Three new reps add to MSA gender gap

Only 10 of the student association’s 75 representatives are female.

Cali Owings

When the Minnesota Student Association elected three new at-large representatives at forum Tuesday, it added three male members to a roster already filled predominantly by men.

MSA represents more than 30,000 University of Minnesota undergraduate students, and more than 51 percent of them are women. Yet only 10 of about six dozen MSA representatives are female, and few of them hold leadership positions.

Though the organization has a female president in Sarah Shook and a female speaker of forum was selected for the first time in several years, all six committee director positions are filled by men.

The number of representatives in MSA is in constant flux, but student senators, representatives from student groups and at-large representatives make up the organization that usually has about 75 members.

And a cast of six men nominated by forum to fill three open spots Tuesday âÄî Joe Francaviglia, Matt Forstie and Colin Burke were selected âÄî tipped the balance further.

During that forum Tuesday, less than a quarter of the representatives in attendance were women.

College of Liberal Arts Student Sen. Lauren Himle said she was introduced to MSA through sorority sisters in Delta Gamma, including Shook.

Himle and Shook are no longer members of the sorority, but about half of the female MSA representatives represent sororities.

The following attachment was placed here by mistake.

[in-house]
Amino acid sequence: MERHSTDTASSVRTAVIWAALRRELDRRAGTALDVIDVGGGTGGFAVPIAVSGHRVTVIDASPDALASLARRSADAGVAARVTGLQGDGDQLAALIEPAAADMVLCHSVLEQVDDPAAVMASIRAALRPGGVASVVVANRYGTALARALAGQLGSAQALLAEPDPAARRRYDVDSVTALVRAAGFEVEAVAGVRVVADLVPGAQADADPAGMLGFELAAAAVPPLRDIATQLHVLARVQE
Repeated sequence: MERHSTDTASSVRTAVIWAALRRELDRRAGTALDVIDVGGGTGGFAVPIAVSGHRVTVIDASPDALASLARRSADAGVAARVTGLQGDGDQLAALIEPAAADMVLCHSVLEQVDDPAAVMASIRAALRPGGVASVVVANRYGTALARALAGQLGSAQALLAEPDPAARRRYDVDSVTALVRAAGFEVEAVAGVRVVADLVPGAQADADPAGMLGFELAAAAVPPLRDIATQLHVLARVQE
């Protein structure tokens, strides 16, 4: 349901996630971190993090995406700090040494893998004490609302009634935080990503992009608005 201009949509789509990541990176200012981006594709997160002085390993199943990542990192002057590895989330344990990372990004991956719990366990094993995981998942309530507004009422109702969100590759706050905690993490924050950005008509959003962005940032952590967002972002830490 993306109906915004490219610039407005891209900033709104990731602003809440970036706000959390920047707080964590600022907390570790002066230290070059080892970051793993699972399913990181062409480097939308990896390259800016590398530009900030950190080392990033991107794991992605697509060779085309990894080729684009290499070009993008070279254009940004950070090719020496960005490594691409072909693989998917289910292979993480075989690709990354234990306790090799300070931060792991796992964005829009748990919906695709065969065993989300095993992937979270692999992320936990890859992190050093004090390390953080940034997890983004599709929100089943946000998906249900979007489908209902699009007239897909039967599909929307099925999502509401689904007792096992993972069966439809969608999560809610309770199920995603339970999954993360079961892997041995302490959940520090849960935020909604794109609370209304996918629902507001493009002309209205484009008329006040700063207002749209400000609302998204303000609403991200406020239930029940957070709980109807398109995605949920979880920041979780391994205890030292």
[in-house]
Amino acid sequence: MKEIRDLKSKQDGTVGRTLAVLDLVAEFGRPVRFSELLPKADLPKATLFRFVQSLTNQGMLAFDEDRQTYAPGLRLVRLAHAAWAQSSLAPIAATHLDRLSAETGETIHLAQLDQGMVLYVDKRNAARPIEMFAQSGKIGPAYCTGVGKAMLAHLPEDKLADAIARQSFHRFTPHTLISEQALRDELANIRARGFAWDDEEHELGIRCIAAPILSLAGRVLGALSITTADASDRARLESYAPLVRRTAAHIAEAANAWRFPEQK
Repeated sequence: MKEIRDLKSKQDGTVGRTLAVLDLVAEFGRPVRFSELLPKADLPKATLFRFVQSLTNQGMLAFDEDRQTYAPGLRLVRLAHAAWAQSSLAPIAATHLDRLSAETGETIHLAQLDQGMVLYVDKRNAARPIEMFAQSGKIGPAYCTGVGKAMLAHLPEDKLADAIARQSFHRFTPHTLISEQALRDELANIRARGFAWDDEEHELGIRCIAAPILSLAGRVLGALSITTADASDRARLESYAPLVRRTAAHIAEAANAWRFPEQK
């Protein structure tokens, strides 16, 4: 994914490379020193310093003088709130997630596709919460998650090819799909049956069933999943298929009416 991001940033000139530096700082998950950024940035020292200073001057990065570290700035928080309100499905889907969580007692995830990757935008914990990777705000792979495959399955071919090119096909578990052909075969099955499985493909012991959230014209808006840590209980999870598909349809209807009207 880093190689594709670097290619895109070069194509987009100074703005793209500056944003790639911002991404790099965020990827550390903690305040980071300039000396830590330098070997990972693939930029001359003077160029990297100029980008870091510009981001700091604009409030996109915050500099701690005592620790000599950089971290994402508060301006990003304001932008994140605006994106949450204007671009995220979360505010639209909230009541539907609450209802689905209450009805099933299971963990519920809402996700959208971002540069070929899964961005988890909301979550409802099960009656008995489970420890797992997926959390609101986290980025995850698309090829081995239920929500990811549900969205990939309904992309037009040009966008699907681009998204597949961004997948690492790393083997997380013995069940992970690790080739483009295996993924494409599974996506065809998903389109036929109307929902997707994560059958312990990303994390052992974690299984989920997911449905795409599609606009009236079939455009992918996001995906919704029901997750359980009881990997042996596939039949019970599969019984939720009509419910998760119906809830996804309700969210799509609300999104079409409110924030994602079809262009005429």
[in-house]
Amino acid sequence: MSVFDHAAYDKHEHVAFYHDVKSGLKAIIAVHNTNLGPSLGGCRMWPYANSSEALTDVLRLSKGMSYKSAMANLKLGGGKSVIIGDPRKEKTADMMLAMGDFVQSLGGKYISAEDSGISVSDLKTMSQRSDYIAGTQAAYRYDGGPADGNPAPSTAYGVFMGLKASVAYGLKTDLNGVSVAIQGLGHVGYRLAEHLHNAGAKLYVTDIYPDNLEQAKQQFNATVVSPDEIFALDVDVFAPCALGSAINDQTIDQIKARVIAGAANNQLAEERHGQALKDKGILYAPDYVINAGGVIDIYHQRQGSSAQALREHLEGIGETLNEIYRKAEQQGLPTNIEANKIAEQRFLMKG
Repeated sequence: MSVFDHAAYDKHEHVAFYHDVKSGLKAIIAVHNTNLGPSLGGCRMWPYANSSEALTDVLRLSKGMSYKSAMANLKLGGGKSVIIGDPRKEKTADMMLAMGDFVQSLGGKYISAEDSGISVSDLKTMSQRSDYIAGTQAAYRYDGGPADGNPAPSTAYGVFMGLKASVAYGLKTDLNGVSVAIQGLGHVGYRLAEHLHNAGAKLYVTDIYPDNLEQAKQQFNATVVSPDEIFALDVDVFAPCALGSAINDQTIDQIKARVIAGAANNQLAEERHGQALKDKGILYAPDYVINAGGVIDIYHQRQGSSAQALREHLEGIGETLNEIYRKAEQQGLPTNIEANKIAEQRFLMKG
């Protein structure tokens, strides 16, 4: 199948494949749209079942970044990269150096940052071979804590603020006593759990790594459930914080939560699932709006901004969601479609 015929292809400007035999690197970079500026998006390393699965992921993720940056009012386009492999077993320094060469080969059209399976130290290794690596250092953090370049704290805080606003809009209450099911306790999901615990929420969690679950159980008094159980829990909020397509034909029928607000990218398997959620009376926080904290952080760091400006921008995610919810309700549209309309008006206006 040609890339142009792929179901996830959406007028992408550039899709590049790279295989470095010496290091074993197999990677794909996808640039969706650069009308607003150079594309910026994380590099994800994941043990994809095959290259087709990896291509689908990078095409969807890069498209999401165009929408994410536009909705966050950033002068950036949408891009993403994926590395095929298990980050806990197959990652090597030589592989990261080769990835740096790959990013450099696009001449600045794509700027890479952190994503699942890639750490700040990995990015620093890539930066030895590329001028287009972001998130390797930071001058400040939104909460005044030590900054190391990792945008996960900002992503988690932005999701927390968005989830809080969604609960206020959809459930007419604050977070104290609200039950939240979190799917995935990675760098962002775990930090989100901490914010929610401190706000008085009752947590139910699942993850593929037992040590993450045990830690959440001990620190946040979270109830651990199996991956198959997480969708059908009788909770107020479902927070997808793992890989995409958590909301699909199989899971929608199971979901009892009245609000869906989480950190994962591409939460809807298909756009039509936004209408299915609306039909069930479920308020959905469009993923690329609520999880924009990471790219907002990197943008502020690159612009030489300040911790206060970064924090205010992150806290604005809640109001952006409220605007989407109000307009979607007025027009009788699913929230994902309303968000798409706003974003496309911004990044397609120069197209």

Forum Speaker Lauren Quick said she would like to see more representatives from womenâÄôs interest student organizations that arenâÄôt sororities.

Quick found MSA intimidating when she first became involved as a residence hall representative.

“I thought some of the upper-boys were attractive, and I didnâÄôt want to say anything stupid, especially with RobertâÄôs Rules,” she said, referring to the guidelines MSA follows while conducting its meetings.

Most women withhold themselves from participating in forum, Quick said.

Women tend not to have as much self-confidence in their abilities as leaders, especially when it comes to elected offices, compared to men, said Peg Lonnquist, director of the UniversityâÄôs WomenâÄôs Center.

“I think all of us on campus need to think about how do we help women gain that self-confidence, because we are missing that voice,” she said.

She recalled being on campus when the first female MSA president was elected in the 1980s.

Lonnquist pointed out that MSAâÄôs lack of female leadership mirrors a similar bent in U.S. politics. Not only has the U.S. never had a female president or vice president, but representation in Congress is low.

There are currently 17 women serving as U.S. senators and 75 in the House of Representatives. In both cases, women leaders make up less than 20 percent of representation.

Female representation canâÄôt always be exactly equal but should be closer to 50 percent, Lonnquist said.

She suggested women build their skills as leaders of smaller campus groups so they can have bigger opportunities.

“We want women to feel comfortable leading at all levels because they are certainly capable,” she said.

For the Graduate and Professional Student Assembly, female participation is significantly higher. Roughly two-thirds of council representatives are female and two women serve on the organizationâÄôs executive board.

Despite low numbers in MSA, Himle said she has noticed more women becoming involved in MSA this year.

And although committee directorship is low, the Legislative Affairs committee on which she serves is about even as far as gender representation, she said.

MSA Rep. and Chief of Staff Elizabeth Shay said the men in MSA still do a good job of taking up womenâÄôs issues in their committees.

For example, Drew Horwood, director of the campus relations committee, put forth a position statement in response to sexual assaults on campus and is developing an anti-sexual violence campaign for MSA.